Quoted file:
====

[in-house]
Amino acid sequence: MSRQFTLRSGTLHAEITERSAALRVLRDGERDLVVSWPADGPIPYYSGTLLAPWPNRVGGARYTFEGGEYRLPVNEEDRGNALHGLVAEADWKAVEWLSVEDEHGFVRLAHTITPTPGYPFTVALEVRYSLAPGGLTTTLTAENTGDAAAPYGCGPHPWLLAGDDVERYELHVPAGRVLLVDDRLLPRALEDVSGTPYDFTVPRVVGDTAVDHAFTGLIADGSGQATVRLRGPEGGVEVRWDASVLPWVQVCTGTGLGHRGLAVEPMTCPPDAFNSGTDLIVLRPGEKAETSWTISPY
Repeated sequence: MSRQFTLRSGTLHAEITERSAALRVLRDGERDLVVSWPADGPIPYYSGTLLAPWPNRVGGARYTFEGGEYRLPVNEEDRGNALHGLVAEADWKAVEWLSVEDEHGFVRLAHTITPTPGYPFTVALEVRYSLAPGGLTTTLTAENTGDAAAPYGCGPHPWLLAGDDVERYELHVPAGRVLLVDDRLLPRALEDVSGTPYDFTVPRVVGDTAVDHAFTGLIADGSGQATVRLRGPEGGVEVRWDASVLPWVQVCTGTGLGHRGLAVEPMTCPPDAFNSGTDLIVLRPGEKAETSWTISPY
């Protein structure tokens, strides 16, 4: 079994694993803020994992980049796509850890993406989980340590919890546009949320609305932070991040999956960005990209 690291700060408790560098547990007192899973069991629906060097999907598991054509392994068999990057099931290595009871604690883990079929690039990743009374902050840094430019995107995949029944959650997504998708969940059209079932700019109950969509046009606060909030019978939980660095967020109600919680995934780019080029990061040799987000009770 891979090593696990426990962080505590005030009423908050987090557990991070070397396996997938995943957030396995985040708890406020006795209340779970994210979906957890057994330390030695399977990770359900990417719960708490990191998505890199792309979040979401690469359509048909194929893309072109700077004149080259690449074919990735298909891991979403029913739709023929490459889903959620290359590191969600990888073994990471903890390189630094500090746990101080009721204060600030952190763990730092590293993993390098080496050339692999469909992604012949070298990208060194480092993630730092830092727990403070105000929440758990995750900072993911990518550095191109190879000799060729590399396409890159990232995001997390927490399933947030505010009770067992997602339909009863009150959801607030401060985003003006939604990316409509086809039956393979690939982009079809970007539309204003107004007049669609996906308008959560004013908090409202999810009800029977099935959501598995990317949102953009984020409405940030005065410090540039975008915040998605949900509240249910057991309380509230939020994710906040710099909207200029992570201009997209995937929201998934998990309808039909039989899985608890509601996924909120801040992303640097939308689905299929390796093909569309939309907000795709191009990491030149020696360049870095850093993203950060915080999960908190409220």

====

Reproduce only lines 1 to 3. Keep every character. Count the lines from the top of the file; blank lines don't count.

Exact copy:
[in-house]
Amino acid sequence: MSRQFTLRSGTLHAEITERSAALRVLRDGERDLVVSWPADGPIPYYSGTLLAPWPNRVGGARYTFEGGEYRLPVNEEDRGNALHGLVAEADWKAVEWLSVEDEHGFVRLAHTITPTPGYPFTVALEVRYSLAPGGLTTTLTAENTGDAAAPYGCGPHPWLLAGDDVERYELHVPAGRVLLVDDRLLPRALEDVSGTPYDFTVPRVVGDTAVDHAFTGLIADGSGQATVRLRGPEGGVEVRWDASVLPWVQVCTGTGLGHRGLAVEPMTCPPDAFNSGTDLIVLRPGEKAETSWTISPY
Repeated sequence: MSRQFTLRSGTLHAEITERSAALRVLRDGERDLVVSWPADGPIPYYSGTLLAPWPNRVGGARYTFEGGEYRLPVNEEDRGNALHGLVAEADWKAVEWLSVEDEHGFVRLAHTITPTPGYPFTVALEVRYSLAPGGLTTTLTAENTGDAAAPYGCGPHPWLLAGDDVERYELHVPAGRVLLVDDRLLPRALEDVSGTPYDFTVPRVVGDTAVDHAFTGLIADGSGQATVRLRGPEGGVEVRWDASVLPWVQVCTGTGLGHRGLAVEPMTCPPDAFNSGTDLIVLRPGEKAETSWTISPY